My life in travel: Kenton Cool

'They're ecstatic at the top, but I must get them down'

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The Independent Travel

Climbing gave me a sense of belonging.

I was about 17 or 18 when I started climbing seriously. I went to Leeds University and that's where the full love affair, for want of a better phrase, began. I very quickly fell in with that feeling of freedom.

Moel Siabod in North Wales was the first mountain I climbed.

I was a Scout, aged about 13. It rained all the way up and it rained all the way down. I ended up with blisters and I loved every second of it.

Getting to the top of Everest was absolutely sublime.

It's hard to put into words something so special. The view, the people, the weather, that feeling of emotion. From base camp to the summit takes a few days but the expedition itself is usually six to eight weeks. You only have a few scant minutes on top before you head back down. That's where the accidents creep in.

I'll steal a quote from a friend of mine: “Going to the top is optional, but coming back down is mandatory.” As a professional mountain guide, I've got to keep my clients focused – they get to the top, they're ecstatic, they've fulfilled a dream. But yes, they've still got to get back down. You've got to be totally switched on. People are tired, they're emotionally drained, and that's where I really start earning my money as an Everest guide and leader. It's interesting times on the way down, sometimes.

The people are what make the Himalayas sensational.

I think the people in the Himalayas are wonderful. They're so generous, so warm-hearted, so hard-working. Their values and ethos, their community and families – it's incredible. And they have almost nothing and yet live in such a harsh environment. I've been in love with the Himalayas since I first went there.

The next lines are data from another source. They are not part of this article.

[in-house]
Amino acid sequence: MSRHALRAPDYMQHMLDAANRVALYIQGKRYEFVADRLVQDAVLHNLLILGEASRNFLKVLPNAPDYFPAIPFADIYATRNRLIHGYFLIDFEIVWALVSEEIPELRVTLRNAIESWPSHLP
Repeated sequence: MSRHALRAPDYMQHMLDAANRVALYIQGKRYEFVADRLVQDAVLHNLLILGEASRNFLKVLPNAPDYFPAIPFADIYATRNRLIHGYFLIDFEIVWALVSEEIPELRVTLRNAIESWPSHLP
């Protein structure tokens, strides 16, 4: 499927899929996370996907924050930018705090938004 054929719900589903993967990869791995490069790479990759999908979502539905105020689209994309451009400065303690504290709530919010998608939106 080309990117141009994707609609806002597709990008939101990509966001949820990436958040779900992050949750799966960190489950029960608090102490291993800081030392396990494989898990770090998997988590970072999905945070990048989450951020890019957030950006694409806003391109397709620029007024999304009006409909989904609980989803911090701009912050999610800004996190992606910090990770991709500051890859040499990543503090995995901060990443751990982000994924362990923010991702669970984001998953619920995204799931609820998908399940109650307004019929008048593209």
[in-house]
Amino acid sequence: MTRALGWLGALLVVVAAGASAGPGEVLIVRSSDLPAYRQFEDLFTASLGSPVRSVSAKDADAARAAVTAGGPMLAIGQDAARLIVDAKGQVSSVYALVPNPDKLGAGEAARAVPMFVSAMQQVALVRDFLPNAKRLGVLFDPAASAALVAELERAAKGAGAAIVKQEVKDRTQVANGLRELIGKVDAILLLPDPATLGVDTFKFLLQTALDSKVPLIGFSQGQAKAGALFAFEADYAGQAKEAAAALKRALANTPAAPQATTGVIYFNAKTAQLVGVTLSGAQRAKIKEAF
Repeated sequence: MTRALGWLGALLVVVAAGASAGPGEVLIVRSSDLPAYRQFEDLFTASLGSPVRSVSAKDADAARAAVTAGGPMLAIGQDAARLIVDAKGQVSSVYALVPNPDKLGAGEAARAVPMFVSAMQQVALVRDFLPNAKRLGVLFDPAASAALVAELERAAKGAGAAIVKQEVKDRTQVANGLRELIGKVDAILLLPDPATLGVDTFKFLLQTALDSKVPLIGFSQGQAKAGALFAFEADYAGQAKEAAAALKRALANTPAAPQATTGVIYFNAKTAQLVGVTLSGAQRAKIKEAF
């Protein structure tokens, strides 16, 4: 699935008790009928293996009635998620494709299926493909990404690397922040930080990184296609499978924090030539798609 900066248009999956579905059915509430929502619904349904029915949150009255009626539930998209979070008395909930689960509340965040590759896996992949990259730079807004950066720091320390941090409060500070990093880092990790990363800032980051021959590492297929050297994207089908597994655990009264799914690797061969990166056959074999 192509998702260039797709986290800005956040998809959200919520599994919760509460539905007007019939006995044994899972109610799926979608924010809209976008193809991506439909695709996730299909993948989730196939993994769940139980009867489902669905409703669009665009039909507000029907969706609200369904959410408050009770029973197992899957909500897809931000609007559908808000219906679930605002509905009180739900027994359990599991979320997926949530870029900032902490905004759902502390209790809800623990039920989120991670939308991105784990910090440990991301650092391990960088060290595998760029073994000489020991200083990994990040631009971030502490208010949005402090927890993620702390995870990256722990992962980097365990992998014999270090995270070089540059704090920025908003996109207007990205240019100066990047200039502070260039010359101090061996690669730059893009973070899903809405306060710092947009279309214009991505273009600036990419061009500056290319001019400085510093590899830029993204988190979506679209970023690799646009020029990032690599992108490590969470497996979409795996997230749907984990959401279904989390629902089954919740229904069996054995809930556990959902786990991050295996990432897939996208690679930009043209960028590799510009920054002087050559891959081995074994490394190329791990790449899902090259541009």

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Peak viewing: 3,500m up in the Namche valley in Nepal

The moment climbing becomes routine, that's when I'll hang up my boots.

Each time is utterly mesmerising. I feel I owe it to my paying customers that I should be as excited as they are, if not more so. Every time has been special and I can't begin to tell you how important that has always been to me.

Ranulph Fiennes was relieved when we got to the top of Everest.

It was a combination of glee and relief. It was his third attempt and he put a lot of time and energy into getting to the top.

We forget the beauty we have in the UK.

The Scottish Highlands are beautiful, the Lake District, The Brecon Beacons, North Wales, the Cotswolds, even places like the South Downs. The diversity in our countryside is phenomenal.

You can walk across Reykjavik without breaking a sweat.

It's teeny tiny. I don't really do cities but I was quite taken by Reykjavik. There are some really interesting people and it's quick to get outside the city limits and into the countryside.

The food in Pakistan is off the charts.

I always eat local food and try to eat on the streets. Pakistan is amazing. I love spicy food, so I love travelling in Asia. It's one of the great reasons for travelling, to try new foods.

I always climb mountains with my stuffed mouse, Stripy Mouse.

I've had him all my life. He goes everywhere with me. If I'm away from home for more than 24 hours he's normally with me. Although I have to wrestle him back from my daughter now.

Boris Johnson would be a great travel companion.

Not that I'm into politics at all, but I find him fascinating. I think we'd go to a subcontinent somewhere. You'd probably end up in all sorts of antics and scrapes with somebody like that.

Kenton Cool has climbed Everest 11 times and led Sir Ranulph Fiennes to the summit. His book One Man's Everest is out now. Preface hardback, £20

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